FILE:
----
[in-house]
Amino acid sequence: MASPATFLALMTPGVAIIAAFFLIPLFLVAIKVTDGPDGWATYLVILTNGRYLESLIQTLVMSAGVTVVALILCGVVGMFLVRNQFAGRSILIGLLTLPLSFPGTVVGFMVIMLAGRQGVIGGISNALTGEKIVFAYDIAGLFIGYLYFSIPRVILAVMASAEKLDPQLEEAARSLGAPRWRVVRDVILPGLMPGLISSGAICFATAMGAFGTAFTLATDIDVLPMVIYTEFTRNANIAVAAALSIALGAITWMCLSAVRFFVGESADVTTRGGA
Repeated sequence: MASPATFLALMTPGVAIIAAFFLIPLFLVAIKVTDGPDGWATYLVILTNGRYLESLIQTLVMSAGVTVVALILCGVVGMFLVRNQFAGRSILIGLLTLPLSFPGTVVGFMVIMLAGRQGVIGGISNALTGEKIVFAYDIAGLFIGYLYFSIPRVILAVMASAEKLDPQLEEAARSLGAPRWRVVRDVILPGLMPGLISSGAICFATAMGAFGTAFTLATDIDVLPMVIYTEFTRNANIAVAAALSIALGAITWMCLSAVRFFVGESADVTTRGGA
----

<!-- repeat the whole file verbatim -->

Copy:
[in-house]
Amino acid sequence: MASPATFLALMTPGVAIIAAFFLIPLFLVAIKVTDGPDGWATYLVILTNGRYLESLIQTLVMSAGVTVVALILCGVVGMFLVRNQFAGRSILIGLLTLPLSFPGTVVGFMVIMLAGRQGVIGGISNALTGEKIVFAYDIAGLFIGYLYFSIPRVILAVMASAEKLDPQLEEAARSLGAPRWRVVRDVILPGLMPGLISSGAICFATAMGAFGTAFTLATDIDVLPMVIYTEFTRNANIAVAAALSIALGAITWMCLSAVRFFVGESADVTTRGGA
Repeated sequence: MASPATFLALMTPGVAIIAAFFLIPLFLVAIKVTDGPDGWATYLVILTNGRYLESLIQTLVMSAGVTVVALILCGVVGMFLVRNQFAGRSILIGLLTLPLSFPGTVVGFMVIMLAGRQGVIGGISNALTGEKIVFAYDIAGLFIGYLYFSIPRVILAVMASAEKLDPQLEEAARSLGAPRWRVVRDVILPGLMPGLISSGAICFATAMGAFGTAFTLATDIDVLPMVIYTEFTRNANIAVAAALSIALGAITWMCLSAVRFFVGESADVTTRGGA